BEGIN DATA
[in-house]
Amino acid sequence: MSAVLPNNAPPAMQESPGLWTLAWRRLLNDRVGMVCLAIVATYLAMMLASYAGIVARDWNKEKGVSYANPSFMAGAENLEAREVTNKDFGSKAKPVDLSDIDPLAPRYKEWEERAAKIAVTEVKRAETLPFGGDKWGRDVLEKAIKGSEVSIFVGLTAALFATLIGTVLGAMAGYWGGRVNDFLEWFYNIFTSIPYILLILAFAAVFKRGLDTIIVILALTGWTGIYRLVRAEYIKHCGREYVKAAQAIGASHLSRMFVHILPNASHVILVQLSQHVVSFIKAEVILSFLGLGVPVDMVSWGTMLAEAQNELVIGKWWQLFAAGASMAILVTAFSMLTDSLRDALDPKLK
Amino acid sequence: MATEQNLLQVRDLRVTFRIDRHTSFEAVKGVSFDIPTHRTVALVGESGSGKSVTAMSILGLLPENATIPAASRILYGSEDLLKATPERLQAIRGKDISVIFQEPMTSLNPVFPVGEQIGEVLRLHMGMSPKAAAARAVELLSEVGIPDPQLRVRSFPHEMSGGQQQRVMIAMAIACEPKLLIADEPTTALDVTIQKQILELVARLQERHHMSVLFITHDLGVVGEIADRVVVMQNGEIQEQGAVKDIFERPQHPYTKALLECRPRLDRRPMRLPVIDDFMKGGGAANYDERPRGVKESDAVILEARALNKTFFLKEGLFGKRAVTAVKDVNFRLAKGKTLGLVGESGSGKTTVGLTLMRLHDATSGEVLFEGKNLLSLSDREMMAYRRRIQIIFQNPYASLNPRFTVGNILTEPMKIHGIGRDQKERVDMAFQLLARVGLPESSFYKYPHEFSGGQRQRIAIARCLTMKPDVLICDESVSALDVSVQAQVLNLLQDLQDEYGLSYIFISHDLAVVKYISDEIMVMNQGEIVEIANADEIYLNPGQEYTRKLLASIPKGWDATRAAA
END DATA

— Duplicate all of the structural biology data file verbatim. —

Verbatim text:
[in-house]
Amino acid sequence: MSAVLPNNAPPAMQESPGLWTLAWRRLLNDRVGMVCLAIVATYLAMMLASYAGIVARDWNKEKGVSYANPSFMAGAENLEAREVTNKDFGSKAKPVDLSDIDPLAPRYKEWEERAAKIAVTEVKRAETLPFGGDKWGRDVLEKAIKGSEVSIFVGLTAALFATLIGTVLGAMAGYWGGRVNDFLEWFYNIFTSIPYILLILAFAAVFKRGLDTIIVILALTGWTGIYRLVRAEYIKHCGREYVKAAQAIGASHLSRMFVHILPNASHVILVQLSQHVVSFIKAEVILSFLGLGVPVDMVSWGTMLAEAQNELVIGKWWQLFAAGASMAILVTAFSMLTDSLRDALDPKLK
Amino acid sequence: MATEQNLLQVRDLRVTFRIDRHTSFEAVKGVSFDIPTHRTVALVGESGSGKSVTAMSILGLLPENATIPAASRILYGSEDLLKATPERLQAIRGKDISVIFQEPMTSLNPVFPVGEQIGEVLRLHMGMSPKAAAARAVELLSEVGIPDPQLRVRSFPHEMSGGQQQRVMIAMAIACEPKLLIADEPTTALDVTIQKQILELVARLQERHHMSVLFITHDLGVVGEIADRVVVMQNGEIQEQGAVKDIFERPQHPYTKALLECRPRLDRRPMRLPVIDDFMKGGGAANYDERPRGVKESDAVILEARALNKTFFLKEGLFGKRAVTAVKDVNFRLAKGKTLGLVGESGSGKTTVGLTLMRLHDATSGEVLFEGKNLLSLSDREMMAYRRRIQIIFQNPYASLNPRFTVGNILTEPMKIHGIGRDQKERVDMAFQLLARVGLPESSFYKYPHEFSGGQRQRIAIARCLTMKPDVLICDESVSALDVSVQAQVLNLLQDLQDEYGLSYIFISHDLAVVKYISDEIMVMNQGEIVEIANADEIYLNPGQEYTRKLLASIPKGWDATRAAA